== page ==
History

Since 1980, Environmental Health Watch has played a unique role in Northeast Ohio, helping the public and policy-makers address critical health concerns related to our urban and industrial environment. The organization initially brought together concerned citizens and representatives from local health, environment and public interest organizations to focus on environmental justice issues. Working as volunteers, the group developed activities to educate the public about emerging concerns related to hazardous waste, chemical pollution and chemical accidents and their impact on human health and the environment.

Convinced that their work was responding to an important and growing need, the organization was incorporated in 1983 as the Council on Hazardous Materials and obtained initial funding from the George Gund and Cleveland foundations for staffed programming. The name was changed in 1990 to Environmental Health Watch. The EHW office is located in the Cleveland Environmental Center, the city’s first historic preservation/green office building.

For three years (1993-1995), EHW operated work crews that conducted lead hazard control work.  Functioning as a small environmental contractor, we faced many of the challenges and frustrations of working within environmental protection and worker safety regulations.  Having to deal with the practical implications of compliance with the various laws afforded us a unique perspective among environmental groups.  We are no less adamant advocates for protection of human health and the environment, but we have a fuller appreciation of the resistance to these efforts and of legitimate objections to faulty regulation and poor regulatory administration.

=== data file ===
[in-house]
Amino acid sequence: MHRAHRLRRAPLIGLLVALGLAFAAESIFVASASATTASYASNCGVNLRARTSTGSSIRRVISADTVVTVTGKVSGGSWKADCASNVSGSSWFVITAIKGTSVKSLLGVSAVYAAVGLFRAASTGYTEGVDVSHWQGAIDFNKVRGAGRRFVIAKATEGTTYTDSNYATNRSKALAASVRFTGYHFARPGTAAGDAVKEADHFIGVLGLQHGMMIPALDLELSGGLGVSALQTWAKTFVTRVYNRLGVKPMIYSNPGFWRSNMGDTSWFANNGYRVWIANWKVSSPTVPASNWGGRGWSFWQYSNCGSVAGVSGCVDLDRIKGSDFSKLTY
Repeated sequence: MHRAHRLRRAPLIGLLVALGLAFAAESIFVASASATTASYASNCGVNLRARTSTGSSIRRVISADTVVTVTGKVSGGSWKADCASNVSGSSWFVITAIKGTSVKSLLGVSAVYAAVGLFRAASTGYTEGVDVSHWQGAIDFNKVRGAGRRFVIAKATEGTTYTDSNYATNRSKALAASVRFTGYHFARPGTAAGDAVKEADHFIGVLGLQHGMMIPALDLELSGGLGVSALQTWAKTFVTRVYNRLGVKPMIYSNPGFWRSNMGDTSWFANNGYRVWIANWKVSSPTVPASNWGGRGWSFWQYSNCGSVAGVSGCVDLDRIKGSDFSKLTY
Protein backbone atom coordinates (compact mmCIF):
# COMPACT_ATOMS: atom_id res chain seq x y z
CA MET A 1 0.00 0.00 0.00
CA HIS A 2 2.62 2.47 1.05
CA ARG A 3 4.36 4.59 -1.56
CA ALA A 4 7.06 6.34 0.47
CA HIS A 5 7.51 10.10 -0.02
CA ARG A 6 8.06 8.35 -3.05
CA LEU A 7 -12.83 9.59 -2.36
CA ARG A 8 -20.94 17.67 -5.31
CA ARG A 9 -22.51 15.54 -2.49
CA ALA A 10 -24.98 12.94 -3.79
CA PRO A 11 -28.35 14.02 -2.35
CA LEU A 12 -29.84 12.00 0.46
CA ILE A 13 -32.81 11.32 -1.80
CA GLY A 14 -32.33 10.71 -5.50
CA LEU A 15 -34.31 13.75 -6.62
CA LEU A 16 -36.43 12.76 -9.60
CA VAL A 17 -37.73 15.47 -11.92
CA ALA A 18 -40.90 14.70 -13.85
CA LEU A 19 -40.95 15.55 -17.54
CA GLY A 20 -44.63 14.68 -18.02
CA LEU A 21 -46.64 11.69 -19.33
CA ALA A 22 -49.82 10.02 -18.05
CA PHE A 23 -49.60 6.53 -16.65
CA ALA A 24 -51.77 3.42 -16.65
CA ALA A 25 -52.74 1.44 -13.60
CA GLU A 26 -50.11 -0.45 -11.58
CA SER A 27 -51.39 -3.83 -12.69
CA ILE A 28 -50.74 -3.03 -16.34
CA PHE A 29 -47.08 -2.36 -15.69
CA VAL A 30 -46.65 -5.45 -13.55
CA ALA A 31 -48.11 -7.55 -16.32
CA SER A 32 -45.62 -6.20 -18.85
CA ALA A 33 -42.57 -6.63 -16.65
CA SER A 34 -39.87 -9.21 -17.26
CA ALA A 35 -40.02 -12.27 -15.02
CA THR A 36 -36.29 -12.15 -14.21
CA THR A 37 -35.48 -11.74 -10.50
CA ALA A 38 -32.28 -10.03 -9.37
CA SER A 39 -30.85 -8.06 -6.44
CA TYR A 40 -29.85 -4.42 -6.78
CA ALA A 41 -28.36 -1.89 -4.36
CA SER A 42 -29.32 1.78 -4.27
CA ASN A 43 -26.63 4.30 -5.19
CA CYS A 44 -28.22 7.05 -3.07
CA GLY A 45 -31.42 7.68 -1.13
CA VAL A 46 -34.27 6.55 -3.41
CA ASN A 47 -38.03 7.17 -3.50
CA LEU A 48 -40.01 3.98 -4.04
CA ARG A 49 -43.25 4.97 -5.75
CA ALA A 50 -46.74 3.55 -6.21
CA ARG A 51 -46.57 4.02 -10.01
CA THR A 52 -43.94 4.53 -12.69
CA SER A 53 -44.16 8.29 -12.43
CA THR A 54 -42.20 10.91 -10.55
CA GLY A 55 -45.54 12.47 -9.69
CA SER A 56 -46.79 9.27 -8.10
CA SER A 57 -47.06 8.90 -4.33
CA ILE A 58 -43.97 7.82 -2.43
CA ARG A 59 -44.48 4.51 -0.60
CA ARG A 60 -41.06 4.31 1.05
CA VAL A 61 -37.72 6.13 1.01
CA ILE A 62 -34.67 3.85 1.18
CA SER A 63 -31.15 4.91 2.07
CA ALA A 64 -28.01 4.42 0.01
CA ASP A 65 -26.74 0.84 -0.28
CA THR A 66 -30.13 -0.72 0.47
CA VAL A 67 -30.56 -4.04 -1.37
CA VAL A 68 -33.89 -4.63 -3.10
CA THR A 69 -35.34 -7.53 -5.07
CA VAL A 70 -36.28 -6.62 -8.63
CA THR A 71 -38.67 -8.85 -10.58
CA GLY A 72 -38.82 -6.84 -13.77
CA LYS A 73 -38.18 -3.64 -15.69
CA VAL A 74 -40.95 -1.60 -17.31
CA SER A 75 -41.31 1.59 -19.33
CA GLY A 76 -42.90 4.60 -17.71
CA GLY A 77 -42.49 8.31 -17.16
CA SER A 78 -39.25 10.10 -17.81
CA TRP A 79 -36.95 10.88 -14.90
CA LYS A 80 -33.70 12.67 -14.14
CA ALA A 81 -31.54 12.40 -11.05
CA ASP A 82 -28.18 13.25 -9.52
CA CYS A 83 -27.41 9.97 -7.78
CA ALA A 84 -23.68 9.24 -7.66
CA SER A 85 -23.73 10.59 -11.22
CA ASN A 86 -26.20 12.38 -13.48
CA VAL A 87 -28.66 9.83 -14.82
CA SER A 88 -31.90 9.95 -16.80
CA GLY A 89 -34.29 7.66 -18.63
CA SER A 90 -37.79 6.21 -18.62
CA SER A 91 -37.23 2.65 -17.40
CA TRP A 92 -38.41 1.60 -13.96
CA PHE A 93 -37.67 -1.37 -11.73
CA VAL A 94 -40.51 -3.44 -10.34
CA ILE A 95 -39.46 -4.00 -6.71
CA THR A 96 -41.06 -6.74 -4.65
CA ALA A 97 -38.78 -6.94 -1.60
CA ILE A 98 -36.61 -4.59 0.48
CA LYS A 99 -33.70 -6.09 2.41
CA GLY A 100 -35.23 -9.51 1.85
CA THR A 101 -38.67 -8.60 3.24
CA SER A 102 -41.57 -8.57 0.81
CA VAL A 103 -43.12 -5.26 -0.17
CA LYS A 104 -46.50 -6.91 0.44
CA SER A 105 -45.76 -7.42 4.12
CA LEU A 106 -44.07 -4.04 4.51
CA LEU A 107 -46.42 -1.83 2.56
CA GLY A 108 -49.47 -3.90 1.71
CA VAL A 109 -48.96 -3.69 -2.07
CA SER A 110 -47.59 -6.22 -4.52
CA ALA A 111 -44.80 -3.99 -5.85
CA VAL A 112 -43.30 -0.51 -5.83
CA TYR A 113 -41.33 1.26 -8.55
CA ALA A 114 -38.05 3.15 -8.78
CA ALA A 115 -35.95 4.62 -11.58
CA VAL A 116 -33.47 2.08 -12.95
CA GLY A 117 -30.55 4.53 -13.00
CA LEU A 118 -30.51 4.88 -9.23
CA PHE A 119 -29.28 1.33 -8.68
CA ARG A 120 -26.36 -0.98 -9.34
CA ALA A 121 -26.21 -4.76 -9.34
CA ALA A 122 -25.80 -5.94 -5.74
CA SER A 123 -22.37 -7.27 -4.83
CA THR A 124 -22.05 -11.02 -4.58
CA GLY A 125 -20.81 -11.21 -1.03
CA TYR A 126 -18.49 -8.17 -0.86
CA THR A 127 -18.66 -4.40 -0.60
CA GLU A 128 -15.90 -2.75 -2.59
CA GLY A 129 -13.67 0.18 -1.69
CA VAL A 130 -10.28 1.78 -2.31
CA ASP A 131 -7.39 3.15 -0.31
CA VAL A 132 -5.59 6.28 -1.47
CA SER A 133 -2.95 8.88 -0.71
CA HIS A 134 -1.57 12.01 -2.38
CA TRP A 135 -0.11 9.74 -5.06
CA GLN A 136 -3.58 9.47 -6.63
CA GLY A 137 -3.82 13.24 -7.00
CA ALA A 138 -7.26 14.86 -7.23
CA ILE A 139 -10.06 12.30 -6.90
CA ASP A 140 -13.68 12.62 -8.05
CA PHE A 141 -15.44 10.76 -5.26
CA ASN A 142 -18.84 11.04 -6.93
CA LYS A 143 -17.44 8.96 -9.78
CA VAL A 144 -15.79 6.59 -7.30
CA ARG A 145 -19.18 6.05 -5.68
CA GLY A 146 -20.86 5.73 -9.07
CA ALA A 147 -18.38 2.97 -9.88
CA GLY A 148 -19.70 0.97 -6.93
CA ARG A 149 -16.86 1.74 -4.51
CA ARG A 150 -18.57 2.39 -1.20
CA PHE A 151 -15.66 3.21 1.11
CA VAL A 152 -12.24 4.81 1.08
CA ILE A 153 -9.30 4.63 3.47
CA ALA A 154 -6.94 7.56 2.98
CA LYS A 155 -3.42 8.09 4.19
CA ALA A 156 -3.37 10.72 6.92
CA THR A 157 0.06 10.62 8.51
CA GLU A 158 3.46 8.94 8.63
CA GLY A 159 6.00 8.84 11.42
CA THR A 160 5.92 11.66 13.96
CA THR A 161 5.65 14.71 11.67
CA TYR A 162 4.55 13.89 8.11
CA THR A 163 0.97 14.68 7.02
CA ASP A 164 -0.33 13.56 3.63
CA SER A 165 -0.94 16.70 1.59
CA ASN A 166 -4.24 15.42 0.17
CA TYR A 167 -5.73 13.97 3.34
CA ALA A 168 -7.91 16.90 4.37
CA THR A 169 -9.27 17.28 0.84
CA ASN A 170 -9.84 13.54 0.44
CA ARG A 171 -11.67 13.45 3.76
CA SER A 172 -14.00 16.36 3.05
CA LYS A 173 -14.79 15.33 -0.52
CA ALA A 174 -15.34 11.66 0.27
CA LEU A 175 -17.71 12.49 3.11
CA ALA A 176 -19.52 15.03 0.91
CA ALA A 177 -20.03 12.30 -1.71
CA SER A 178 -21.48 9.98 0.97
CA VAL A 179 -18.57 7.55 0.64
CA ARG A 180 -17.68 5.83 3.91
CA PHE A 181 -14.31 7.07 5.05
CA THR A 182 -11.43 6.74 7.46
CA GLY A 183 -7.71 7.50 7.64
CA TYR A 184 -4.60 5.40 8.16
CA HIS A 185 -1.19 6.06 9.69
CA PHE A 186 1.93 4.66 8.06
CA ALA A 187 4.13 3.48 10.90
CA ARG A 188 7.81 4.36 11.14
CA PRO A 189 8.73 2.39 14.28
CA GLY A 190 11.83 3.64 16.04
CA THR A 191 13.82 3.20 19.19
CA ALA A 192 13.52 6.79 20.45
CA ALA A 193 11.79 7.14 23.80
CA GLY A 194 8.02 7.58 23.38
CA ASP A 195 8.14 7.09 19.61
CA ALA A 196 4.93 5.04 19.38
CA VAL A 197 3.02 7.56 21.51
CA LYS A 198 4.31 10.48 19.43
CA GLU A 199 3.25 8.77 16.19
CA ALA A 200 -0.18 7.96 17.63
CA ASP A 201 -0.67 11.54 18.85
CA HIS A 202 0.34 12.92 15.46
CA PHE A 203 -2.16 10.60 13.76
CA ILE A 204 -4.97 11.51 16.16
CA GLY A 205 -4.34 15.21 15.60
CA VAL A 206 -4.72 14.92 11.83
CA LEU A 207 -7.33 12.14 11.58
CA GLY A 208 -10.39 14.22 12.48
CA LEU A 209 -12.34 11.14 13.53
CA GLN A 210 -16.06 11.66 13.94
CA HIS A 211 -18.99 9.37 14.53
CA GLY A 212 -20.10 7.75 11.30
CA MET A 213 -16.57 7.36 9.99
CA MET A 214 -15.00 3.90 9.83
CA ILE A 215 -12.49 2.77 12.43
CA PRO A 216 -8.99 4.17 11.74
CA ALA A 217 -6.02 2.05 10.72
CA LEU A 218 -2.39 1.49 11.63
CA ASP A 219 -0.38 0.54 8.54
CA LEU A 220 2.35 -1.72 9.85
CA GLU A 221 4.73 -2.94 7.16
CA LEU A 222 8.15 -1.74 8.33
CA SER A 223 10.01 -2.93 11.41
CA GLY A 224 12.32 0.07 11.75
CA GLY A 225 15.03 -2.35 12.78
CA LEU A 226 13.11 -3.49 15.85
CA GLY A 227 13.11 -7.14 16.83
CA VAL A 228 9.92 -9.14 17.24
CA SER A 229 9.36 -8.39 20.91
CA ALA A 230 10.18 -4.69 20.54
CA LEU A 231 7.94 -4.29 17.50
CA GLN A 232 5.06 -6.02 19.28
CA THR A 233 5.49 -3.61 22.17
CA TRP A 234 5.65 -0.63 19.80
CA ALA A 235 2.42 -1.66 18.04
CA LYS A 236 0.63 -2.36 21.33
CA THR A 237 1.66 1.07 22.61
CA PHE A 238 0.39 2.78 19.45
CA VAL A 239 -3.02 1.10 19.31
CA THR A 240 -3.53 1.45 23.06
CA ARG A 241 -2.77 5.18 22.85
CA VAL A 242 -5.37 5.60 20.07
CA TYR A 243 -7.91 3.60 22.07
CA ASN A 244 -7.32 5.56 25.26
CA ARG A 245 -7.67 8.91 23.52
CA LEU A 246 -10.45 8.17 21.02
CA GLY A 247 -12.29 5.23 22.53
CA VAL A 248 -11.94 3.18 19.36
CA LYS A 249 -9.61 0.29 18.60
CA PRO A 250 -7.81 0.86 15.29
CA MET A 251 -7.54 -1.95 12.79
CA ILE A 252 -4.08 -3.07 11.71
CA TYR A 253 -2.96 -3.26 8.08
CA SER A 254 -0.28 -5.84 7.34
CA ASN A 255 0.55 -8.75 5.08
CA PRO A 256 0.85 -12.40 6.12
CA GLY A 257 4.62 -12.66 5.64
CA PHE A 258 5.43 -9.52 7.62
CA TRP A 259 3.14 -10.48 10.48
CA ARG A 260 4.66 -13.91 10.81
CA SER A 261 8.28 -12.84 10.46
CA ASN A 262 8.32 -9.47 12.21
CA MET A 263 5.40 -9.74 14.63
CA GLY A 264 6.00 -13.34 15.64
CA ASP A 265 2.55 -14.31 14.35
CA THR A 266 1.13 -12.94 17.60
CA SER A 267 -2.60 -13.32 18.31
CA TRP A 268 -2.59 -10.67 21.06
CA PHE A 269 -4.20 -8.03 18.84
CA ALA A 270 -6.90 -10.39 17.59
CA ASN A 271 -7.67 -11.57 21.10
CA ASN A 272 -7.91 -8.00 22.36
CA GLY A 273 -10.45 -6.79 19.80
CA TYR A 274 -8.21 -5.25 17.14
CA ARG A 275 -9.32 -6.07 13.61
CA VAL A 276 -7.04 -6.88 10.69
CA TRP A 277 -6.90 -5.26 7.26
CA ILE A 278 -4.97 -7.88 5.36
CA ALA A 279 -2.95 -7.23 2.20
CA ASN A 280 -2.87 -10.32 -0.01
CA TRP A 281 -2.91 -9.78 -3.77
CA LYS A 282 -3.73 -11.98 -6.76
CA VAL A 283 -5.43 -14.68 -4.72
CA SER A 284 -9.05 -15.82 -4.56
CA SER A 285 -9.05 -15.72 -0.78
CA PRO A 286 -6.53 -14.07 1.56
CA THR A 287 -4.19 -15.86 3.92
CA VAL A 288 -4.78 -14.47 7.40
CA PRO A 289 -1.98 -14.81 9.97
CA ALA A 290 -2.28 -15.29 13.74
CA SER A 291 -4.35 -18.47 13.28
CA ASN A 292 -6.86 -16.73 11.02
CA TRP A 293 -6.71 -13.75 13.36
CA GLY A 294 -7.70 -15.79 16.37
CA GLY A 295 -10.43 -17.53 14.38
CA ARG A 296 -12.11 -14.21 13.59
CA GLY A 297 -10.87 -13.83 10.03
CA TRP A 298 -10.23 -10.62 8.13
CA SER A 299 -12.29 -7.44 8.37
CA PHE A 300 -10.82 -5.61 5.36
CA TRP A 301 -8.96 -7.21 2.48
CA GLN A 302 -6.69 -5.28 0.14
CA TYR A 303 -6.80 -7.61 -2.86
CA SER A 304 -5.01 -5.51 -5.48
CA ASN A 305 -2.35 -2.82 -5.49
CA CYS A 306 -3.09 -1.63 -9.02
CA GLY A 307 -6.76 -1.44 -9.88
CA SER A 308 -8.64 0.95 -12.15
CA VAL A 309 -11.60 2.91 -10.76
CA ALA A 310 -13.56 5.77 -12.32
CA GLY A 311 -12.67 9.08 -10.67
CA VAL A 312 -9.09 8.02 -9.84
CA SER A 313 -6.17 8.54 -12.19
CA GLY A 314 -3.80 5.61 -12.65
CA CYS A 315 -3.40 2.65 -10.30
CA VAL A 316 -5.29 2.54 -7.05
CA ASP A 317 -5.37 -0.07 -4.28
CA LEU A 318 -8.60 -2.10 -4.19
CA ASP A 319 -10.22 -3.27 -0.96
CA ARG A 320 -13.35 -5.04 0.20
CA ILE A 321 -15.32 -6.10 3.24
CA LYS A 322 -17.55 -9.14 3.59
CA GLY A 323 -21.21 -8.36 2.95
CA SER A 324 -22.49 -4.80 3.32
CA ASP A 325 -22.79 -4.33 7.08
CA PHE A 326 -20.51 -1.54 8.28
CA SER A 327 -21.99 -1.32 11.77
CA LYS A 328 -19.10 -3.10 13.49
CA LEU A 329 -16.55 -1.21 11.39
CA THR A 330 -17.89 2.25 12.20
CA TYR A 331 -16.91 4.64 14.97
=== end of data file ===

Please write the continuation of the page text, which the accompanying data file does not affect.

Throughout our history, EHW has engaged in research projects in collaboration with academic researchers – Case School of Medicine; Case Department of Geology; John Carroll University, Department of Chemistry; Cleveland State University, Department of Urban Affairs; and, University of Cincinnati, Environmental Health Department.  The experience of participating in the design and implementation of these projects has given us a grasp of concrete methodological issues in environmental and public health research.  This helps us to better interpret research findings and more realistically appreciate their limitations.

Our program activities are in four functional areas:

  1. information and direct services,
  2. training and technical consulting,
  3. research and demonstration, and
  4. public awareness and policy development.

Our direct services and research activities are important sources of input which guide and ground our policy development and advocacy efforts. EHWs general strategy is to collaborate with other organizations to develop and test practical and effective model programs that can be adopted and sustained by the partner organizations. In 2011, EHW was nominated for the Healthy Homes Pioneer Award for its 30+ year contribution to the environmental community.